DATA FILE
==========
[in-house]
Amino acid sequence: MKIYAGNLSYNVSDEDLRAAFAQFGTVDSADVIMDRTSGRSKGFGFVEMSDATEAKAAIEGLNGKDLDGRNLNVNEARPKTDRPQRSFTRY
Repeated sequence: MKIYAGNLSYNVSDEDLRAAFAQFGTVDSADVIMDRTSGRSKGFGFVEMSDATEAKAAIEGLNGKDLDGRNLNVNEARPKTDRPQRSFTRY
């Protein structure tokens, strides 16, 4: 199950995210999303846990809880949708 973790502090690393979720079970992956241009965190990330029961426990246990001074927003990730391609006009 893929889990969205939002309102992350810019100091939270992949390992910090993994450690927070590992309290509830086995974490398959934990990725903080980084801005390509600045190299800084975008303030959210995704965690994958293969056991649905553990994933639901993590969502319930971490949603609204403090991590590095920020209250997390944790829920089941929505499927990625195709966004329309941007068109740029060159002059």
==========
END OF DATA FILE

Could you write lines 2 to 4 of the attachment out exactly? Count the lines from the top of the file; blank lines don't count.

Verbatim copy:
Amino acid sequence: MKIYAGNLSYNVSDEDLRAAFAQFGTVDSADVIMDRTSGRSKGFGFVEMSDATEAKAAIEGLNGKDLDGRNLNVNEARPKTDRPQRSFTRY
Repeated sequence: MKIYAGNLSYNVSDEDLRAAFAQFGTVDSADVIMDRTSGRSKGFGFVEMSDATEAKAAIEGLNGKDLDGRNLNVNEARPKTDRPQRSFTRY
């Protein structure tokens, strides 16, 4: 199950995210999303846990809880949708 973790502090690393979720079970992956241009965190990330029961426990246990001074927003990730391609006009 893929889990969205939002309102992350810019100091939270992949390992910090993994450690927070590992309290509830086995974490398959934990990725903080980084801005390509600045190299800084975008303030959210995704965690994958293969056991649905553990994933639901993590969502319930971490949603609204403090991590590095920020209250997390944790829920089941929505499927990625195709966004329309941007068109740029060159002059």